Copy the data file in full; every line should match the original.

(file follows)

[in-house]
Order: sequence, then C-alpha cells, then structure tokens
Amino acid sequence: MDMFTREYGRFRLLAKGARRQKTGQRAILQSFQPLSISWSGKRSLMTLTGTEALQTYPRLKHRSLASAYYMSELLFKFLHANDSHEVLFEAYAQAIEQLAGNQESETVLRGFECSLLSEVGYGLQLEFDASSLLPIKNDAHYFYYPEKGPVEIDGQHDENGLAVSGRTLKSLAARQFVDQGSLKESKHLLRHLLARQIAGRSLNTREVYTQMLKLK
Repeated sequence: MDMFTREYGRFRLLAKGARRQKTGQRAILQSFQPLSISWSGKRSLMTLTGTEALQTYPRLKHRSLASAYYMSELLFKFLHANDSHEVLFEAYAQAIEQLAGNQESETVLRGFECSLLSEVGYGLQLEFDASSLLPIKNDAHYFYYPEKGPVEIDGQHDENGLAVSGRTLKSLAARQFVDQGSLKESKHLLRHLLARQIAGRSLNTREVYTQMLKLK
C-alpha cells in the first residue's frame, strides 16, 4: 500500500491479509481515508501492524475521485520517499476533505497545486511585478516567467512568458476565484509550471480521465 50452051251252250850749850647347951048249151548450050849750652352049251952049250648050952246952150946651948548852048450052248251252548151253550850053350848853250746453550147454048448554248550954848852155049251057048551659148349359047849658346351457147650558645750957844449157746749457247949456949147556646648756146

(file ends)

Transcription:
[in-house]
Order: sequence, then C-alpha cells, then structure tokens
Amino acid sequence: MDMFTREYGRFRLLAKGARRQKTGQRAILQSFQPLSISWSGKRSLMTLTGTEALQTYPRLKHRSLASAYYMSELLFKFLHANDSHEVLFEAYAQAIEQLAGNQESETVLRGFECSLLSEVGYGLQLEFDASSLLPIKNDAHYFYYPEKGPVEIDGQHDENGLAVSGRTLKSLAARQFVDQGSLKESKHLLRHLLARQIAGRSLNTREVYTQMLKLK
Repeated sequence: MDMFTREYGRFRLLAKGARRQKTGQRAILQSFQPLSISWSGKRSLMTLTGTEALQTYPRLKHRSLASAYYMSELLFKFLHANDSHEVLFEAYAQAIEQLAGNQESETVLRGFECSLLSEVGYGLQLEFDASSLLPIKNDAHYFYYPEKGPVEIDGQHDENGLAVSGRTLKSLAARQFVDQGSLKESKHLLRHLLARQIAGRSLNTREVYTQMLKLK
C-alpha cells in the first residue's frame, strides 16, 4: 500500500491479509481515508501492524475521485520517499476533505497545486511585478516567467512568458476565484509550471480521465 50452051251252250850749850647347951048249151548450050849750652352049251952049250648050952246952150946651948548852048450052248251252548151253550850053350848853250746453550147454048448554248550954848852155049251057048551659148349359047849658346351457147650558645750957844449157746749457247949456949147556646648756146